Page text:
One of the most important activities for the SfAA is planning an annual meeting. Many members come to know and value the SfAA as a result of their participation in our annual meetings. These gatherings are widely seen as a friendly, supportive, and a place where early-career and more-senior members freely interact and share information. Meeting annually in different locations is professionally and personally rewarding to our members and a core benefit of membership.
Due to the many impacts of the Covid pandemic, our annual meetings have changed significantly. Because of very real health concerns, and at significant financial cost to the SfAA, we cancelled the 2020 meeting, slated to be held in Albuquerque, New Mexico. In 2021, continued concerns about the safety of our members due to Covid led us to host a completely online annual meeting, instead of meeting onsite in Norfolk, Virginia. In March of this year, we continued to modify and retool our annual meetings by hosting a hybrid meeting with both online and onsite participation in Salt Lake City, Utah. As I look back on the past two years, I am amazed at the organizational and technological growth the SfAA has made to continue to provide an annual meeting that serves our members’ needs and interests in a safe and increasingly inclusive manner.
Reflecting on our 2022 annual meeting Salt Lake City, the consensus is that it was a success thanks to the hard work of staff, program chairs, program committee members, and members of the SfAA Meeting Working Group. This hard work was necessary but not sufficient. Strong membership commitment and willingness to attend, either online or onsite, was equally important in achieving a successful outcome. I say it all the time, but it warrants repeating: the great strength of the SfAA is membership support and loyalty, which has been foundational to our efforts to adapt and evolve during these challenging past two years.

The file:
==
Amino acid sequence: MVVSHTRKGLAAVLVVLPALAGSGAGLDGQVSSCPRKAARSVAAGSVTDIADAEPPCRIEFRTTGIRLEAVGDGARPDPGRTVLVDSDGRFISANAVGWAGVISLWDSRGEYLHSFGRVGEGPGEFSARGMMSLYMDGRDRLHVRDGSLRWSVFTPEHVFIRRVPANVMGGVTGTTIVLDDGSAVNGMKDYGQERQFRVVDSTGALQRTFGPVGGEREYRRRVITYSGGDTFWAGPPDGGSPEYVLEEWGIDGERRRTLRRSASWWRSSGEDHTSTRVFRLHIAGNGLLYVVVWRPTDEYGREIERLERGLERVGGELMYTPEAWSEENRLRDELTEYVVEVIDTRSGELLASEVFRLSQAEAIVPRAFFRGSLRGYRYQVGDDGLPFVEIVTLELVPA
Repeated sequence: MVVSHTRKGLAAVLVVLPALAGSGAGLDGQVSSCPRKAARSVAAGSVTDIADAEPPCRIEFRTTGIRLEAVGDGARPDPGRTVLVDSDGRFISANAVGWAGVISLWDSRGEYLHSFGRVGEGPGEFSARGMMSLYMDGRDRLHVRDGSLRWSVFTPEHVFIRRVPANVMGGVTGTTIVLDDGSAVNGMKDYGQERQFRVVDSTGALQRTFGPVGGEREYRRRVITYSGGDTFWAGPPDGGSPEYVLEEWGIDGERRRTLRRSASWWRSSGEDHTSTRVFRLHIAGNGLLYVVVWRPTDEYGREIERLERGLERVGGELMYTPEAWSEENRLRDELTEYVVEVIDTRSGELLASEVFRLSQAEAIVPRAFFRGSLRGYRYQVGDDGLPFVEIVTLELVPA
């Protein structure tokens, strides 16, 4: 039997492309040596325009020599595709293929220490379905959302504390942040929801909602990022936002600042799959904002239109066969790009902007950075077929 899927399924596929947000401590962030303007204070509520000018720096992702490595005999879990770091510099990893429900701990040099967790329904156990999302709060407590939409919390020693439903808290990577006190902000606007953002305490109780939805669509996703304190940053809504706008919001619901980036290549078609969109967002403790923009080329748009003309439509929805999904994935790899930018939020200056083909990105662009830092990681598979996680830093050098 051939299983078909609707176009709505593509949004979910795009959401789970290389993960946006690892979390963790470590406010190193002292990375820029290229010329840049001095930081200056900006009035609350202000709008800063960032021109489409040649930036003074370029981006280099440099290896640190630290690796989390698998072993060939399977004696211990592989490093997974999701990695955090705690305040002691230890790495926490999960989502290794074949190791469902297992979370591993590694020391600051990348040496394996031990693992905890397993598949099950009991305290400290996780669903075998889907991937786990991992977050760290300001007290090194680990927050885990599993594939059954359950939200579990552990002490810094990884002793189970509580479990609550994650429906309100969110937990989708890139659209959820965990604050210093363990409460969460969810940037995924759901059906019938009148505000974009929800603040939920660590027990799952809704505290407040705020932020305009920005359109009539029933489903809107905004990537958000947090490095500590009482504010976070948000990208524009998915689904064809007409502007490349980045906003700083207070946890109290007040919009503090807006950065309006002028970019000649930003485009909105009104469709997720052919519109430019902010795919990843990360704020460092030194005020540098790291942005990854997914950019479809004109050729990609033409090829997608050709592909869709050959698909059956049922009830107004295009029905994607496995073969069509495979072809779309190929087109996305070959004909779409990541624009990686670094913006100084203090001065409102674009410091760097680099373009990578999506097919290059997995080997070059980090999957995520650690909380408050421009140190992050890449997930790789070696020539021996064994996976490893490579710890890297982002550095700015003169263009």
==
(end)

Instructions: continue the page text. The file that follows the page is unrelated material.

The success of an annual meeting can be assessed using a number of criteria. Some indicators help us understand the effects of past strategies and tasks, while others provide insights that help us shape future directions. To say the meeting was a success does not mean we did not face serious challenges, or in hindsight that we would have done some things differently. I would like to provide a brief assessment of the meeting that I hope will give members a fuller understanding of our annual meetings in their current form, as well as where they might be headed.
First, our 2022 meeting was safe. I need to begin by thanking onsite participants for adhering to our Covid safely protocols. SfAA leadership discussed at length the potential health risks for our members, and what measures we should take to protect them against Covid infection. While Covid infection rates were on the decline at the time of the meeting, the risk of infection was present. To my knowledge, however, we have not had any reports of Covid infections linked to the meeting.
Second, the 2022 meeting generated the exchange of information and networking similar to pre-Covid annual meetings. While also present for those participating online, it was very noticeable to participants onsite in Salt Lake City. As in past meetings, the hotel lobby was filled with participants visiting and talking, and in hallways familiar faces scurried from session to session. Although smaller than usual, sessions contained excellent papers and panel discussions, and our receptions and plenaries offered opportunities to see old friends and meet new people. It felt very much like a pre-Covid SfAA annual meeting, and there was a feeling of excitement and joy to see each other again in person. A number of participants told me the meeting was the first time they had met in a large group since the beginning of Covid.